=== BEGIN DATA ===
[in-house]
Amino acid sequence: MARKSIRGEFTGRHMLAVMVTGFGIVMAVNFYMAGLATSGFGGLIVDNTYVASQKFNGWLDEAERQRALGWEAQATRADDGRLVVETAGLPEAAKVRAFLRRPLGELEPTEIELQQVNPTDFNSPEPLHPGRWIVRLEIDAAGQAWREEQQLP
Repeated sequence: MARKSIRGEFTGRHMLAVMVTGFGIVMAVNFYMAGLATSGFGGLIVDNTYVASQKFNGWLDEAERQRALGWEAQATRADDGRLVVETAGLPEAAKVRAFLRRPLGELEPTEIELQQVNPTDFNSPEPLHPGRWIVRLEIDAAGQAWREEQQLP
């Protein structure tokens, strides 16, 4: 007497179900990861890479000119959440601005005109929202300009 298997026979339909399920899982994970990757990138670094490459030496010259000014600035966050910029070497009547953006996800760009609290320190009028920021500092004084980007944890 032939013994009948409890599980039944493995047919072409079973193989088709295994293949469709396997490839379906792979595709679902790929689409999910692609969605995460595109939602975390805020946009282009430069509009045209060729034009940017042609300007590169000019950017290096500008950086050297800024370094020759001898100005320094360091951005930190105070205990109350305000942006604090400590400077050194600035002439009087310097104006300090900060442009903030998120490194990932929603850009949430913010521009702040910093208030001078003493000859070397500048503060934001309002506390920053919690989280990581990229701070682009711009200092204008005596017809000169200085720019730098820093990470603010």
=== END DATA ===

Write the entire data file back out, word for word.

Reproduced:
[in-house]
Amino acid sequence: MARKSIRGEFTGRHMLAVMVTGFGIVMAVNFYMAGLATSGFGGLIVDNTYVASQKFNGWLDEAERQRALGWEAQATRADDGRLVVETAGLPEAAKVRAFLRRPLGELEPTEIELQQVNPTDFNSPEPLHPGRWIVRLEIDAAGQAWREEQQLP
Repeated sequence: MARKSIRGEFTGRHMLAVMVTGFGIVMAVNFYMAGLATSGFGGLIVDNTYVASQKFNGWLDEAERQRALGWEAQATRADDGRLVVETAGLPEAAKVRAFLRRPLGELEPTEIELQQVNPTDFNSPEPLHPGRWIVRLEIDAAGQAWREEQQLP
């Protein structure tokens, strides 16, 4: 007497179900990861890479000119959440601005005109929202300009 298997026979339909399920899982994970990757990138670094490459030496010259000014600035966050910029070497009547953006996800760009609290320190009028920021500092004084980007944890 032939013994009948409890599980039944493995047919072409079973193989088709295994293949469709396997490839379906792979595709679902790929689409999910692609969605995460595109939602975390805020946009282009430069509009045209060729034009940017042609300007590169000019950017290096500008950086050297800024370094020759001898100005320094360091951005930190105070205990109350305000942006604090400590400077050194600035002439009087310097104006300090900060442009903030998120490194990932929603850009949430913010521009702040910093208030001078003493000859070397500048503060934001309002506390920053919690989280990581990229701070682009711009200092204008005596017809000169200085720019730098820093990470603010």